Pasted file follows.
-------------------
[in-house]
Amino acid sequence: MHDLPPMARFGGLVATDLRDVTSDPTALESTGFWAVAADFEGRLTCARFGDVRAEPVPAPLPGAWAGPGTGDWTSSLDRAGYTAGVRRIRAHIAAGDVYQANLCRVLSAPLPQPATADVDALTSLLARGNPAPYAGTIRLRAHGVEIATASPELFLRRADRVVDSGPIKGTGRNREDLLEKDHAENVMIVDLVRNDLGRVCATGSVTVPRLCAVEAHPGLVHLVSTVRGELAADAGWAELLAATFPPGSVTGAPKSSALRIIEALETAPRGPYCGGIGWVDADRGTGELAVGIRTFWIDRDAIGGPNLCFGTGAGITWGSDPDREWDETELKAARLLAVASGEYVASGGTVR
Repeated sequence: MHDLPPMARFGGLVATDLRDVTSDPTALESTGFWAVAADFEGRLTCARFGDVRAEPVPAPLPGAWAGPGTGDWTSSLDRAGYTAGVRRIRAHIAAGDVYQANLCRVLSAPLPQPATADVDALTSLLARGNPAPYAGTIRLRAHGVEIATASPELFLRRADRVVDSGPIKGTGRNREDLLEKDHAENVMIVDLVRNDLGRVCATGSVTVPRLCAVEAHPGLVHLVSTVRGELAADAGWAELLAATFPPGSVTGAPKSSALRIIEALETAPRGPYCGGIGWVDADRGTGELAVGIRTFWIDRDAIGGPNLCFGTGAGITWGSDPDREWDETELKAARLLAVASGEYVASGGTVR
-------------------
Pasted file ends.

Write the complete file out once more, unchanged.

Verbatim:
[in-house]
Amino acid sequence: MHDLPPMARFGGLVATDLRDVTSDPTALESTGFWAVAADFEGRLTCARFGDVRAEPVPAPLPGAWAGPGTGDWTSSLDRAGYTAGVRRIRAHIAAGDVYQANLCRVLSAPLPQPATADVDALTSLLARGNPAPYAGTIRLRAHGVEIATASPELFLRRADRVVDSGPIKGTGRNREDLLEKDHAENVMIVDLVRNDLGRVCATGSVTVPRLCAVEAHPGLVHLVSTVRGELAADAGWAELLAATFPPGSVTGAPKSSALRIIEALETAPRGPYCGGIGWVDADRGTGELAVGIRTFWIDRDAIGGPNLCFGTGAGITWGSDPDREWDETELKAARLLAVASGEYVASGGTVR
Repeated sequence: MHDLPPMARFGGLVATDLRDVTSDPTALESTGFWAVAADFEGRLTCARFGDVRAEPVPAPLPGAWAGPGTGDWTSSLDRAGYTAGVRRIRAHIAAGDVYQANLCRVLSAPLPQPATADVDALTSLLARGNPAPYAGTIRLRAHGVEIATASPELFLRRADRVVDSGPIKGTGRNREDLLEKDHAENVMIVDLVRNDLGRVCATGSVTVPRLCAVEAHPGLVHLVSTVRGELAADAGWAELLAATFPPGSVTGAPKSSALRIIEALETAPRGPYCGGIGWVDADRGTGELAVGIRTFWIDRDAIGGPNLCFGTGAGITWGSDPDREWDETELKAARLLAVASGEYVASGGTVR